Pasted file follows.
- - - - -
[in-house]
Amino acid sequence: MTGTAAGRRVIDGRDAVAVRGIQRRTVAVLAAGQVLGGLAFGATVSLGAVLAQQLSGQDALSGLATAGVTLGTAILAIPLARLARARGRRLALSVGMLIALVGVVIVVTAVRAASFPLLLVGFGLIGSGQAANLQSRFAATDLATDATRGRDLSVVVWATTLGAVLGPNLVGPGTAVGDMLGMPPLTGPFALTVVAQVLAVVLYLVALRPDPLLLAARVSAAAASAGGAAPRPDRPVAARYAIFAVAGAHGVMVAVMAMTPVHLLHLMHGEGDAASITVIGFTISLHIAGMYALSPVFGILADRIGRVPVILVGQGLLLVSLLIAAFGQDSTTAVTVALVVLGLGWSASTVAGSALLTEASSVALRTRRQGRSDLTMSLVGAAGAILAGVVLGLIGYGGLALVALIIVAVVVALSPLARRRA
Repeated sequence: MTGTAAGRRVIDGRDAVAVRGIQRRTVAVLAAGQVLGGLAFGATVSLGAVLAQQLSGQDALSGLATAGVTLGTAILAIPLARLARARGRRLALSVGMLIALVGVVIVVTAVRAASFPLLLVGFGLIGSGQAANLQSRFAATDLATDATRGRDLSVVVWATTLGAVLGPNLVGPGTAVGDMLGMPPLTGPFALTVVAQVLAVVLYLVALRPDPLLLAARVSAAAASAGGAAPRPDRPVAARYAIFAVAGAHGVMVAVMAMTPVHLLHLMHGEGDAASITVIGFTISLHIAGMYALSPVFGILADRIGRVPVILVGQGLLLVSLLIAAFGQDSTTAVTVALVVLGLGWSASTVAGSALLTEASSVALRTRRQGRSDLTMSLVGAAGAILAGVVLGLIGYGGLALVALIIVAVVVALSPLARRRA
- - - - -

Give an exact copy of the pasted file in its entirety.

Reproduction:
[in-house]
Amino acid sequence: MTGTAAGRRVIDGRDAVAVRGIQRRTVAVLAAGQVLGGLAFGATVSLGAVLAQQLSGQDALSGLATAGVTLGTAILAIPLARLARARGRRLALSVGMLIALVGVVIVVTAVRAASFPLLLVGFGLIGSGQAANLQSRFAATDLATDATRGRDLSVVVWATTLGAVLGPNLVGPGTAVGDMLGMPPLTGPFALTVVAQVLAVVLYLVALRPDPLLLAARVSAAAASAGGAAPRPDRPVAARYAIFAVAGAHGVMVAVMAMTPVHLLHLMHGEGDAASITVIGFTISLHIAGMYALSPVFGILADRIGRVPVILVGQGLLLVSLLIAAFGQDSTTAVTVALVVLGLGWSASTVAGSALLTEASSVALRTRRQGRSDLTMSLVGAAGAILAGVVLGLIGYGGLALVALIIVAVVVALSPLARRRA
Repeated sequence: MTGTAAGRRVIDGRDAVAVRGIQRRTVAVLAAGQVLGGLAFGATVSLGAVLAQQLSGQDALSGLATAGVTLGTAILAIPLARLARARGRRLALSVGMLIALVGVVIVVTAVRAASFPLLLVGFGLIGSGQAANLQSRFAATDLATDATRGRDLSVVVWATTLGAVLGPNLVGPGTAVGDMLGMPPLTGPFALTVVAQVLAVVLYLVALRPDPLLLAARVSAAAASAGGAAPRPDRPVAARYAIFAVAGAHGVMVAVMAMTPVHLLHLMHGEGDAASITVIGFTISLHIAGMYALSPVFGILADRIGRVPVILVGQGLLLVSLLIAAFGQDSTTAVTVALVVLGLGWSASTVAGSALLTEASSVALRTRRQGRSDLTMSLVGAAGAILAGVVLGLIGYGGLALVALIIVAVVVALSPLARRRA